Living area: With wood burner.
Kitchen area: With hob and fridge.
Bedroom 1: With kingsize bed with freestanding bath.
Bedroom 2: With kingsize bed.
Shower room: With shower cubicle and toilet.
The open plan living space is centred around a rustic wood burner and bench seat that make up a beautiful, comfortable living area with a fantastic sprinkling of lights. There are large windows on both ends of the treehouse, as well as floor-to-ceiling glass doors in the main living space that allow for natural light to seep in, and your mind to wander out into the woodland. The treehouse is perched at the same level to allow it to be accessed by all, and the supporting frame of the treehouse is built down into a natural fosse that brings the essence of the treehouse to life. Also at ground level, next to the treehouse, you will find an accessible parking space on a solid and suitable concourse. Due to the nature of accessibility, Liberty has been crafted to allow a car to remain beside the treehouse for ease, so at this treehouse only, your vehicle does not need to be returned to the main parking place.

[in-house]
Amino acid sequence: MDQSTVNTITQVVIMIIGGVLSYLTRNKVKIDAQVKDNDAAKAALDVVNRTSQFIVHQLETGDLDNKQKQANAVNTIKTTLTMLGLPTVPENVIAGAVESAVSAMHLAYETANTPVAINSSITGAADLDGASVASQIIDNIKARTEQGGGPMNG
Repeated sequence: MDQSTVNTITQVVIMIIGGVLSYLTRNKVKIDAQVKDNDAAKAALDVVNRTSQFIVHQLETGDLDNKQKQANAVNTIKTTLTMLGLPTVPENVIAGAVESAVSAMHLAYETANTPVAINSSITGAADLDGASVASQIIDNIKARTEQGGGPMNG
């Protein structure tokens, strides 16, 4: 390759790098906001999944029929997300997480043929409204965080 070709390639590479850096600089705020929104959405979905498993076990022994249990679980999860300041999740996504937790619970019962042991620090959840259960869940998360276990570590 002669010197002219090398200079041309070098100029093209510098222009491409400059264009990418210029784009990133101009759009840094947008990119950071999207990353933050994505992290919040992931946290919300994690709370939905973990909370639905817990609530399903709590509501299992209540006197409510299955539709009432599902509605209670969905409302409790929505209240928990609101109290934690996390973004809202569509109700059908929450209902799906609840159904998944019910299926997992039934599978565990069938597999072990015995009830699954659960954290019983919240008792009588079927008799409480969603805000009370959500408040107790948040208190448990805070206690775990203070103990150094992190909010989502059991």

Oxfordshire is a beautiful, quintessentially English county, and it only takes mere minutes from Oxford’s city centre, either by foot or car, to know you’re in the middle of rural England, and deep in the countryside. There are many accessible things to do in and around Oxfordshire, and which will cater to any and all mobilities. There are many popular and accessible paths from the city centre across to Port Meadow, a flat green field that makes for a pleasant walk. The River Thames lines one side of the meadow – you can amble along the towpath beside it then slightly further where you can have a well-earned beverage in the conveniently-placed pub that’s ideal for a midway drink or two. Celebrating over 400 years, this is the oldest botanic garden in the UK, founded in 1621. Originally, it was established as the Oxford Physic Garden and was used for growing medicinal plants in order to teach medical students. The Garden was the birthplace of botanical sciences at Oxford, but it became known as the Oxford Botanic Garden in the 1830s in order to reflect its role in experimental botany.